K was a high-performing student at a respected engineering college and maintained his track record at a good management school. After starting work, he changed jobs at two-year intervals to land up in a big, reputed, MNC and prospered there for almost two decades, with regular double-digit percentage increases in salary and generous stock allotments. One of his children is finishing a professional post-graduate course and the other is starting a similar undergraduate program. His spouse works part-time off and on in areas that interest her from time to time. He lives in his own home in a nice part of a metro city. He has investments across real estate, equity, and bank deposits and would be considered well-placed by all standards. His company has periodically acquired others, and in turn, has been acquired by others, and, he has seen each transition accompanied by exits. He was anxious when the first such event happened, but, since he himself was not touched, he had settled into the comfortable belief that he was special. So, he was surprised when after a recent such acquisition, he was asked to leave. There was scant comfort in the fact that many of his colleagues faced the same fate. The few days between the announcement and exit passed in a blur and soon he was spending entire working days at home.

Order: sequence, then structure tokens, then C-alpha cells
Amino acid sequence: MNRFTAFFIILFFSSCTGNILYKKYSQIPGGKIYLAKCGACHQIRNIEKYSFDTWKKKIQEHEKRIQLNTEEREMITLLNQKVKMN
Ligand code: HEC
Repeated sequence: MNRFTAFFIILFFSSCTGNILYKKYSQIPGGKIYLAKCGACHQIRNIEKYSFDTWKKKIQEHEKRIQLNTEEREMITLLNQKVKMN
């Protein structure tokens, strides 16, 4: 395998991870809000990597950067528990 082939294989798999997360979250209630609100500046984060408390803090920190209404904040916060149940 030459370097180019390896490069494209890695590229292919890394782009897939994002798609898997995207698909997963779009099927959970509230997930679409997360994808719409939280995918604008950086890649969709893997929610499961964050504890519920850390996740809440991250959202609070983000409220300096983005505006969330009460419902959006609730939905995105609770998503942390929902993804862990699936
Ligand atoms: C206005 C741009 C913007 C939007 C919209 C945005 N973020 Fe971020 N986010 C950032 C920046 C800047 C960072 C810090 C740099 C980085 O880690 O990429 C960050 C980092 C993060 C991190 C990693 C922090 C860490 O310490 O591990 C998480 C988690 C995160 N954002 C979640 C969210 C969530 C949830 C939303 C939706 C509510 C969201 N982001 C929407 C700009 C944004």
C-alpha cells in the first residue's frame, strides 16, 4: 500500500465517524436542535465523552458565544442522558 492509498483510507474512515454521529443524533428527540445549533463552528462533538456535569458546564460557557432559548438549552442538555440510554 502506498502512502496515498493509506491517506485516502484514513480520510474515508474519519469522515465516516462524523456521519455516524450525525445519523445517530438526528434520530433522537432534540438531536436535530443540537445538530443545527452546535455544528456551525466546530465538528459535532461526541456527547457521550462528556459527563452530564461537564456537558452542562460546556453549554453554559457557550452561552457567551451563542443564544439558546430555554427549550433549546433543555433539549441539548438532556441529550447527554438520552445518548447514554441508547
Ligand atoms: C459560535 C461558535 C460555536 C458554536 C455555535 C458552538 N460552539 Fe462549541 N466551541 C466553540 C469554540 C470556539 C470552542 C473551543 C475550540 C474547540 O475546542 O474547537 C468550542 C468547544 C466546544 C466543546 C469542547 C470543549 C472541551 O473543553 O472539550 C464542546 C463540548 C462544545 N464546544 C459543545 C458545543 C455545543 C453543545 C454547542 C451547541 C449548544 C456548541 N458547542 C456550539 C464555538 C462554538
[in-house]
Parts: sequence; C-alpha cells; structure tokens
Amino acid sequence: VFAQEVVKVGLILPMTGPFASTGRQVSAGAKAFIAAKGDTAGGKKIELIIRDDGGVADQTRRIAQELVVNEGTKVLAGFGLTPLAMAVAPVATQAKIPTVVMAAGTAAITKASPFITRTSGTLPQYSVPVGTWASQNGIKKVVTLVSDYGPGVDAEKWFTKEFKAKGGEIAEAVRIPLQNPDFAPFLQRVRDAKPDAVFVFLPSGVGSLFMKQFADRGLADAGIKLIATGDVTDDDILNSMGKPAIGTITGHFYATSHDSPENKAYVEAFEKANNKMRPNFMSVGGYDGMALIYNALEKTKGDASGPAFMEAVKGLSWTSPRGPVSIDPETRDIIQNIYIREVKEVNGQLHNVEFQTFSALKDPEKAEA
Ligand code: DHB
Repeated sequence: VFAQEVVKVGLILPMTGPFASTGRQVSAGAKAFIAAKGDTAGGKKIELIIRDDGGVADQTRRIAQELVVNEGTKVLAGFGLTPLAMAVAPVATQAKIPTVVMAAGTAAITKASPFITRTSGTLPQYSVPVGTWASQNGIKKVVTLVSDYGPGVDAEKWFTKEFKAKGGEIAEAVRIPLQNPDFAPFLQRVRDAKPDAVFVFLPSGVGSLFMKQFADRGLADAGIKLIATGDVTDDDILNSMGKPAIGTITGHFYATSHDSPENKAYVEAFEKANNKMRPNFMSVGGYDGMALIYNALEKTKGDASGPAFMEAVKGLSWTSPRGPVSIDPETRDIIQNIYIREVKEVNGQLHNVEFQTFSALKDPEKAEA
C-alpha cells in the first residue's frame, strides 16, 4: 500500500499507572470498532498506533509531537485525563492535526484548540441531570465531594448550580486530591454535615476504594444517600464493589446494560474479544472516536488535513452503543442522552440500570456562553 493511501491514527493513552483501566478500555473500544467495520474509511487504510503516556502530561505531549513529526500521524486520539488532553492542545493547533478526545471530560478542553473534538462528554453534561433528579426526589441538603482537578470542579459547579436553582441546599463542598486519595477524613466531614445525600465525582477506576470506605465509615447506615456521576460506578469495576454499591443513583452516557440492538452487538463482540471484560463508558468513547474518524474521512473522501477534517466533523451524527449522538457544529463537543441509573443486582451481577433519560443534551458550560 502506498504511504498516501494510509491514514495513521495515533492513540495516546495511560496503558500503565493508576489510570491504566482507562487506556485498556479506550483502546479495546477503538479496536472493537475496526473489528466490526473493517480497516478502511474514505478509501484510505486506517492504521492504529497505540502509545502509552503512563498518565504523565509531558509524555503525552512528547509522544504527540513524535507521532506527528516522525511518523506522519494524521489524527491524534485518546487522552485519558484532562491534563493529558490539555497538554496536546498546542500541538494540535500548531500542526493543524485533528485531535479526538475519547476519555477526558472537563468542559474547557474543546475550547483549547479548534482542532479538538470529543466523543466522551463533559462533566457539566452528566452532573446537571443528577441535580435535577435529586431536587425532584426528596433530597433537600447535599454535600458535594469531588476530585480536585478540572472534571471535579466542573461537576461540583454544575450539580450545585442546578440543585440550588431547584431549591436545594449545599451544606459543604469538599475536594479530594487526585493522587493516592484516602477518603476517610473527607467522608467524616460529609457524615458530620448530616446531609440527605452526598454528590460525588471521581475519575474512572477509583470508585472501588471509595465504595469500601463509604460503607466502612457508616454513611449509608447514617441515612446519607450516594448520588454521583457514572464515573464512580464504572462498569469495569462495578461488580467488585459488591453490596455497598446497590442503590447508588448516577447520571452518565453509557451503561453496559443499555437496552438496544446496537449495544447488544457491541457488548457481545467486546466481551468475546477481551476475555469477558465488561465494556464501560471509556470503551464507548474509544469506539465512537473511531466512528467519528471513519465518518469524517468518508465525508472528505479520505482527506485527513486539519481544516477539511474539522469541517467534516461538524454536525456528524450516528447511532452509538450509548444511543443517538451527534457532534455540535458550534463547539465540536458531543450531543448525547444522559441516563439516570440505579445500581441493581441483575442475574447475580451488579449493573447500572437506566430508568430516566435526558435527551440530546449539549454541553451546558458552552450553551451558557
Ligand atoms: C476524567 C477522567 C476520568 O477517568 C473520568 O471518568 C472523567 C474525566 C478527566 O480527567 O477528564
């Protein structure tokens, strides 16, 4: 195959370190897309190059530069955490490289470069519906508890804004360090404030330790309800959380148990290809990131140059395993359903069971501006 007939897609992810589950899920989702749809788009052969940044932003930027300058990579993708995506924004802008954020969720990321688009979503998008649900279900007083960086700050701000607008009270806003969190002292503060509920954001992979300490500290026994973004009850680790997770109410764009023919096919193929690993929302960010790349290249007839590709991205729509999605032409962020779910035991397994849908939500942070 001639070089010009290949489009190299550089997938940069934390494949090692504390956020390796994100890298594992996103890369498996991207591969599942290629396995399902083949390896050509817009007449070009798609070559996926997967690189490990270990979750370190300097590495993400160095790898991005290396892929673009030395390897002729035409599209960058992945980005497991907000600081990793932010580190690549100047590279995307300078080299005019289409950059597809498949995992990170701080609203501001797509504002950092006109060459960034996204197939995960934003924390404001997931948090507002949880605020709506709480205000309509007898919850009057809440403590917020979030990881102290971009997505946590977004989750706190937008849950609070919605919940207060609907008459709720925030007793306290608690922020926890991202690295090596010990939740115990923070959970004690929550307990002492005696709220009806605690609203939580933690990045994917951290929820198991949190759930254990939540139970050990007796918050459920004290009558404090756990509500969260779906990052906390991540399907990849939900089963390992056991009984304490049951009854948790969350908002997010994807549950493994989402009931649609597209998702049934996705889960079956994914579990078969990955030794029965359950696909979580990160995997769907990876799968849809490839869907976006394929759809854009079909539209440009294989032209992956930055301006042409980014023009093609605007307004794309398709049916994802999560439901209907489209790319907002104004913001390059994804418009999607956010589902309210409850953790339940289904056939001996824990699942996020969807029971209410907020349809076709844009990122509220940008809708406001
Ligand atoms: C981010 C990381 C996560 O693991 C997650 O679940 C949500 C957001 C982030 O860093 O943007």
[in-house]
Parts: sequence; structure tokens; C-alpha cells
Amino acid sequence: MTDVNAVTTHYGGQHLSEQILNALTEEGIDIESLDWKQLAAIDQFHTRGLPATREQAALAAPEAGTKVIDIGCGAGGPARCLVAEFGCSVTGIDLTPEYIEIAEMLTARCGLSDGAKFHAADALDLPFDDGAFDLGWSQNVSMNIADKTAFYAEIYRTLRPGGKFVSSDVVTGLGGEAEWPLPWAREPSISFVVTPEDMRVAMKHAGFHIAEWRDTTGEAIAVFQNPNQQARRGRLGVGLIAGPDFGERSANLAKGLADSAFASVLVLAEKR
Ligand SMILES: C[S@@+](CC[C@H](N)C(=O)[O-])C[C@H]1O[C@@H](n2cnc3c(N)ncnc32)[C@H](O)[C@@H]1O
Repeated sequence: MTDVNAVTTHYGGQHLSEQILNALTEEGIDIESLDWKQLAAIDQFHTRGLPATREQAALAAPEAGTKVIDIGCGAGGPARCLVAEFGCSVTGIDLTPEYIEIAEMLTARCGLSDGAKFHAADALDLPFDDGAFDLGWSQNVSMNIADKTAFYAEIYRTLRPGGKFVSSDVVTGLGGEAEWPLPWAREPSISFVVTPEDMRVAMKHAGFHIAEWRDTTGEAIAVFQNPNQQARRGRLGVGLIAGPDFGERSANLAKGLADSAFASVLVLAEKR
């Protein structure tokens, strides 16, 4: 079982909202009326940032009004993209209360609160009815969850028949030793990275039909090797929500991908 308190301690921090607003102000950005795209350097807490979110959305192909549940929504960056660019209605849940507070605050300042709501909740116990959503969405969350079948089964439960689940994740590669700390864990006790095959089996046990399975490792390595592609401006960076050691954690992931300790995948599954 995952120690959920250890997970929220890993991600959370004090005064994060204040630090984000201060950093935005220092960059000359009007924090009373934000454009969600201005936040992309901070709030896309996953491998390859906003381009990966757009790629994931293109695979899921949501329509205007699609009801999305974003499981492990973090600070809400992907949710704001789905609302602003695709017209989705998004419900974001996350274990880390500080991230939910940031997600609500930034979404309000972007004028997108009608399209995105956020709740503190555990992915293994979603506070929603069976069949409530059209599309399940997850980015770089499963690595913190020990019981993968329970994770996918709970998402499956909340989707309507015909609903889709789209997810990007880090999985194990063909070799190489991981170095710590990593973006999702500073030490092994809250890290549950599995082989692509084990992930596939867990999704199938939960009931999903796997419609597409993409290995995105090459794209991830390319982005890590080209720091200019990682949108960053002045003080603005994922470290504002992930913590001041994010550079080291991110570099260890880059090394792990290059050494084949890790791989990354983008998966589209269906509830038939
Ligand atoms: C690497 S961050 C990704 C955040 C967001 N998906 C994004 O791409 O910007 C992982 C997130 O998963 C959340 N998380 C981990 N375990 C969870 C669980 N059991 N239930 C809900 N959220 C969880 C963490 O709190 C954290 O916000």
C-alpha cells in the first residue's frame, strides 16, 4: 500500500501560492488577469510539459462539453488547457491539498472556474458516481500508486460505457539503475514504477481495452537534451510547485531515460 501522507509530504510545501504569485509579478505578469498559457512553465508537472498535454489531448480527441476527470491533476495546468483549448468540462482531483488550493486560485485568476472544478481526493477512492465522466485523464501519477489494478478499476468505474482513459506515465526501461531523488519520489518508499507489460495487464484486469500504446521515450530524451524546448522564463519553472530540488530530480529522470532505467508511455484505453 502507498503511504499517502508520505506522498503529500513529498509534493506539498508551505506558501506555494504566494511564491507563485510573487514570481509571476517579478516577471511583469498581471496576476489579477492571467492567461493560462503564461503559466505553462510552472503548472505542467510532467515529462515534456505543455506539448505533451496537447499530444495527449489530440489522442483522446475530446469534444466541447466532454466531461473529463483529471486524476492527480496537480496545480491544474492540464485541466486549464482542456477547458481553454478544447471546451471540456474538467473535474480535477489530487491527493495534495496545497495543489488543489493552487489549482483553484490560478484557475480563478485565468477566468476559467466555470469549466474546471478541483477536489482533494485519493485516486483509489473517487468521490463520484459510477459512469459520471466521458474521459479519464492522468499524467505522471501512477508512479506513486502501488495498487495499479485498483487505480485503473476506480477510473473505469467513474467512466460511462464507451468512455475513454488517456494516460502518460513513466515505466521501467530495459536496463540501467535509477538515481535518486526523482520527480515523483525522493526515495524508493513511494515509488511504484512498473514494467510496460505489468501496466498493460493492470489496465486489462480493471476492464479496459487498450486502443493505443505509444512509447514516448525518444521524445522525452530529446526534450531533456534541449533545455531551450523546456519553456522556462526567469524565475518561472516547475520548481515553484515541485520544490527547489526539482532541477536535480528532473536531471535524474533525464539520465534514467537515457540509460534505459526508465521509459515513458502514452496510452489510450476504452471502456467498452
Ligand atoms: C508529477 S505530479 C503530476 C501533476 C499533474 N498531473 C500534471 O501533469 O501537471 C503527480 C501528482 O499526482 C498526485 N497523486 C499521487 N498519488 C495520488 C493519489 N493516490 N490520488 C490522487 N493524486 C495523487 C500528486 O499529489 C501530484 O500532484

He did his calculations and figured out that he could gradually liquidate his savings to carry on living as before for five or six years, maybe even ten with some cost-cutting. That was a huge relief. He had time to look for work. He started reaching out to his extensive network of friends, former colleagues, and business associates asking for leads to jobs in his current geography. He also sent his CV to placement consultants recommended by some of his contacts. Each person he contacted promised to get back when something suitable came up. After three months of sitting at home operating email and the phone, he relaxed his specifications and made it known to all that he was willing to relocate anywhere in India. He got some inquiries and the telephonic interviews went well, but he was told that senior positions take time to get finalized. Nobody got back. After six months, he got in touch with some of his close friends to say that money was not a constraint and that he would be happy to work at compensation and designation lower than what he last enjoyed. Some of them got back saying this was not a good approach as the hiring company would see him as potentially unstable. K was surprised at how long things were taking. When he was working he seemed to be besieged by job offers. Paradoxically, there were none now when he was out of a job.
After another two months, K started toying with the idea of teaching at professional colleges, to keep busy, and, also to keep in touch with what he thought was his special area of competence. In meetings at these colleges, he discovered that he would have to stick to a curriculum that included many more topics, beyond his interest. He would, therefore, have to study to brush up his knowledge. The colleges also told him politely that fresh graduates would be equally good at covering the curriculum as teachers. The institutes were looking at him to help place their graduates using his industry connections. He felt completely unprepared and inadequate for this role and withdrew.